November 10: “Working for the Benefit of Your Descendants”

Today’s Bible Reading:

2 Kings 23
Hebrews 5
Joel 2
Psalms 142

Today’s Bible Verse(s):

2 Kings 22:20 (CSB): ‘Therefore, I will indeed gather you to your ancestors, and you will be gathered to your grave in peace. Your eyes will not see all the disaster that I am bringing on this place.’ Then they reported to the king.”

Reflections on Today’s Bible Verse(s):

In 2 Kings 20:16-18, King Hezekiah was told by the prophet Isaiah that God’s judgment would come on the nation but not during his lifetime.

How did he respond? Did he mourn over the coming plight of his descendants? Not a chance! He was simply grateful that the calamity wouldn’t come during his own life. It’s as if he looked forward in time to his descendants and said: “Sorry about your luck, kids! At least it’s you and not me.”

2 Kings 20:19 (CSB): “Then Hezekiah said to Isaiah, ‘The word of the Lord that you have spoken is good,’ for he thought, ‘Why not, if there will be peace and security during my lifetime?’”

When king Hezekiah died and his son, king Manasseh, assumed the throne, he was eventually taken captive by the Assyrians. He suffered the humiliation and agony of being pulled along by hooks that pierced his body on the lengthy trip to Babylon (2 Chronicles 33:9-11).

Many years later, Hezekiah’s great-grandson, king Josiah had a visit from a prophet of the Lord. The prophet essentially told him that God would bring judgment on the people of Judah and Jerusalem. However, Josiah would be spared because of his repentant heart (2 Kings 22:18-20).

It’s like déjà vu. King Hezekiah and king Josiah had essentially the same prophetic message.

We know how Hezekiah responded. How did Josiah respond? Did he behave in the same way as his great-grandfather? Was he grateful that the calamity wouldn’t come in his time but demonstrate a callousness to his descendants who would suffer under that divine judgment?

Not a chance! As you read 2 Kings 23 today, you will observe that Josiah’s call for radical reform and revival was carried out in great detail. Virtually the entire chapter recounts how Josiah did a thorough purging of the land. He also informed the people of his resolve to obey the Lord’s commands and called them to do the same.

But when we come to verses 26-27, we observe something we didn’t expect. We would ordinarily think that Josiah’s task of cleaning up Judah and Jerusalem would lead God to relent. We might think that the judgment that God had promised would disappear because of the regional revival that was led by king Josiah.

If we thought that way, we would be wrong.

2 Kings 23:26-27 (CSB): “In spite of all that, the LORD did not turn from the fury of his intense burning anger, which burned against Judah because of all the affronts with which Manasseh had angered him. For the LORD had said, ‘I will also remove Judah from my presence just as I have removed Israel. I will reject this city Jerusalem, that I have chosen, and the temple about which I said, “My name will be there.” ’ ”

When did God’s judgment occur? Well, when we look back to Hezekiah’s example, we observed his indifference and then read that his son was taken captive with hooks on his way to Babylon. Now, when we look at Josiah, we realize that it was also his son who was taken captive. King Jehoiachin was taken to Babylon (2 Kings 24:11-14) and there has never been a king from David’s dynasty on Israel’s throne since then.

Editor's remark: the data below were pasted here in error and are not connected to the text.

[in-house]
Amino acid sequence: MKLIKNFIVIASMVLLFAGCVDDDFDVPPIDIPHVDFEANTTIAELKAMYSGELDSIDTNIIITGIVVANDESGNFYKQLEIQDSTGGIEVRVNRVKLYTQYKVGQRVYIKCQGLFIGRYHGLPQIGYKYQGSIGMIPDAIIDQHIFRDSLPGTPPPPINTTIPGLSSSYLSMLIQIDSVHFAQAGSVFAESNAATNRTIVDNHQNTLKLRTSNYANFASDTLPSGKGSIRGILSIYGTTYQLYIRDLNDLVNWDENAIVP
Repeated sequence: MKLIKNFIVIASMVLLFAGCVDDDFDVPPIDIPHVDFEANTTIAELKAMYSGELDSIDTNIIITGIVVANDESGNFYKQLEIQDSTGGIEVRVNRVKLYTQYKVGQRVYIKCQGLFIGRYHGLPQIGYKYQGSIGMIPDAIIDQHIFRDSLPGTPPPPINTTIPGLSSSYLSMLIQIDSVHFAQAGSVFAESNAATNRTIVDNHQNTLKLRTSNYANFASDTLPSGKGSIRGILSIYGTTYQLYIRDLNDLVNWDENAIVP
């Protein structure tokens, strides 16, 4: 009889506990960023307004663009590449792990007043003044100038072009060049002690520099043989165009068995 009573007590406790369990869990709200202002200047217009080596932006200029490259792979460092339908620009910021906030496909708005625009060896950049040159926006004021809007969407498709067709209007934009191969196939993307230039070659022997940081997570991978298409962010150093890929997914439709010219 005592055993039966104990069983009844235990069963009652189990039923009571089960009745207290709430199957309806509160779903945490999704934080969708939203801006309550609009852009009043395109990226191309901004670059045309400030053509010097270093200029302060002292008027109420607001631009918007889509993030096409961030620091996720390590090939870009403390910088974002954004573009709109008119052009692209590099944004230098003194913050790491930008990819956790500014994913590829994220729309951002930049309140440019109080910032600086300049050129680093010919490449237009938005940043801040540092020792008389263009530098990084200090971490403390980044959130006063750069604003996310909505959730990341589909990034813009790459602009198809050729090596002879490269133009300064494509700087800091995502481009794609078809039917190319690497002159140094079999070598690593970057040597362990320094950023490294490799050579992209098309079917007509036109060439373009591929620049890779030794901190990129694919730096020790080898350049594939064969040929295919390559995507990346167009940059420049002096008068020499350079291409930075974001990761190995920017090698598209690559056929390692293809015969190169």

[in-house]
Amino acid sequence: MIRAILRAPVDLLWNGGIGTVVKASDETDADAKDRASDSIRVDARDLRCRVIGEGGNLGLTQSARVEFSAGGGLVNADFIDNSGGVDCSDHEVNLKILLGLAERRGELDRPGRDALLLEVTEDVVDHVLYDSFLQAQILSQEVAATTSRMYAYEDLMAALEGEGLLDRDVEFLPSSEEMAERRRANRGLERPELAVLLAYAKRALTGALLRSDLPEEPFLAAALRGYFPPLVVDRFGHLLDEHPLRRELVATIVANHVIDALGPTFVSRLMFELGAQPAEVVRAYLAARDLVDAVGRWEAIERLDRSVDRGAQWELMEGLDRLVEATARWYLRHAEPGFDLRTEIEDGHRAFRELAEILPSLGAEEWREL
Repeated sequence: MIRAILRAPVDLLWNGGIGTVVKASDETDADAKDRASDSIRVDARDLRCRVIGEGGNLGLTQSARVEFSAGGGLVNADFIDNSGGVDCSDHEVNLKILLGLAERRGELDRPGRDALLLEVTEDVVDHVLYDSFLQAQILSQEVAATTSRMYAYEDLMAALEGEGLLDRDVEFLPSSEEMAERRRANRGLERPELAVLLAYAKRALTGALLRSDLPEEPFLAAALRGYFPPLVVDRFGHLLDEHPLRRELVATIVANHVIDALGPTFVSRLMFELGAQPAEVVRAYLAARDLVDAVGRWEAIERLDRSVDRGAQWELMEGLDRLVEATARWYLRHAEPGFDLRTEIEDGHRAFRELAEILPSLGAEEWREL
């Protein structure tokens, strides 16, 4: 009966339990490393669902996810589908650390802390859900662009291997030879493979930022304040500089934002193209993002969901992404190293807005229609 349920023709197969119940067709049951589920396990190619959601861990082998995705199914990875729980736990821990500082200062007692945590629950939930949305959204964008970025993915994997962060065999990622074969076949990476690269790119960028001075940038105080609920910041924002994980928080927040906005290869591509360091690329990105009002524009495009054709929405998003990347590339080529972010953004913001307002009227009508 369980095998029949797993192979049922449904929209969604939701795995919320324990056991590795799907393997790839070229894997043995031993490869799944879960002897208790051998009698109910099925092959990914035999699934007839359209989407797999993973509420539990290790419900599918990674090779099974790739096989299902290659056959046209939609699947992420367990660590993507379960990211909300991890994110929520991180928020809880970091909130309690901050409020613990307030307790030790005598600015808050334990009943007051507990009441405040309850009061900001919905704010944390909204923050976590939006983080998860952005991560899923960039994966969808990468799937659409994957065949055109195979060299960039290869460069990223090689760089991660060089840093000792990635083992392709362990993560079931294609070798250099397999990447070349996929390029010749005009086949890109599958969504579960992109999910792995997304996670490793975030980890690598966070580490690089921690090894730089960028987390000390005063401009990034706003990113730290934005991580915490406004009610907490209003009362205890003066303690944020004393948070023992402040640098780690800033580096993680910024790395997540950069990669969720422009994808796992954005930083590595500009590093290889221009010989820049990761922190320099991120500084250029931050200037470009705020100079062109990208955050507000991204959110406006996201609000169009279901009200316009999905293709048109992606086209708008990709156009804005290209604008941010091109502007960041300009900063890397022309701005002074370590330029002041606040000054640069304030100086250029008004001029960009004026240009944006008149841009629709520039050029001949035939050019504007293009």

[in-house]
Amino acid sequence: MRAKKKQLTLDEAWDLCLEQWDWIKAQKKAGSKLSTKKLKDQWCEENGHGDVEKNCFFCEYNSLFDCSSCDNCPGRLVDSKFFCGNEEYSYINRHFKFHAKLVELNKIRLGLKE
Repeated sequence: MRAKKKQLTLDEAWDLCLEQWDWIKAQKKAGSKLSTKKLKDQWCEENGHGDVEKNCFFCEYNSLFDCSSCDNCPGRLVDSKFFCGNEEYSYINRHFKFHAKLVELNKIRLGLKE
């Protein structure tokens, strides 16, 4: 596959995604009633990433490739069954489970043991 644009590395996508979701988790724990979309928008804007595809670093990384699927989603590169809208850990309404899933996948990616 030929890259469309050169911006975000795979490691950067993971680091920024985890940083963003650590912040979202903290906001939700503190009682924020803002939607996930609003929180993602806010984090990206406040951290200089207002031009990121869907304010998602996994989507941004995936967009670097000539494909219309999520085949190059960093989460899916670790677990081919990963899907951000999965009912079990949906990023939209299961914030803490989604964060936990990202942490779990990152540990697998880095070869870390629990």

But, even though Hezekiah’s and Josiah’s sons were taken into captivity, only one of them did whatever he could to keep it from happening. Only one of them sought the Lord’s favor and worked for reform, drawing people back to God, in hopes that judgment would not come.

Because of this, even though Josiah’s son was judged by God, Josiah could go to the grave with a clear conscience. It wasn’t his fault. He had done all that he could to pass on a blessing to his descendants.

Friend, do you have children and/or grandchildren? If so, while you may have made peace with the Lord, do you care about the spiritual well-being of your descendants? Is what you are doing today going to set a good example for them to follow? Are you teaching them the Bible and calling them to obey its commands with all of their heart? Are you seeking the Lord and working for revival in your family and in your church so that the next generations can powerfully experience Him, drawing them into a meaningful relationship with Him?

I truly hope so. And if you are doing that, then regardless of what happens to your descendants, you can go to your grave knowing you have done all that you can to pass on a godly heritage to your posterity.

* * * * * * * * * *

Lord Jesus, my heart burns when I think of just how calloused and self-centered Hezekiah was. I am in utter shock when I observe how he was confronted with his own life of ease as he reflected on his children who would experience God’s judgment. I’m not OK with that. And I’m not OK with having that mindset regarding my own descendants. I want the resolve of Josiah to do whatever I can to pass on a spiritual blessing to my family who will come after me. I pray for their salvation and growth in Christlikeness and I will work to that end. I pray this in Jesus’ Name. Amen.

Photo by Charlein Gracia on Unsplash

Posted by

I have an incredible wife that God gave to me on May 10, 1997. Since then, the Lord has blessed us with three wonderful boys. I am also the pastor of the First Baptist Church of Polk City, Florida.

Leave a Reply

Fill in your details below or click an icon to log in:

WordPress.com Logo

You are commenting using your WordPress.com account. Log Out /  Change )

Google photo

You are commenting using your Google account. Log Out /  Change )

Twitter picture

You are commenting using your Twitter account. Log Out /  Change )

Facebook photo

You are commenting using your Facebook account. Log Out /  Change )

Connecting to %s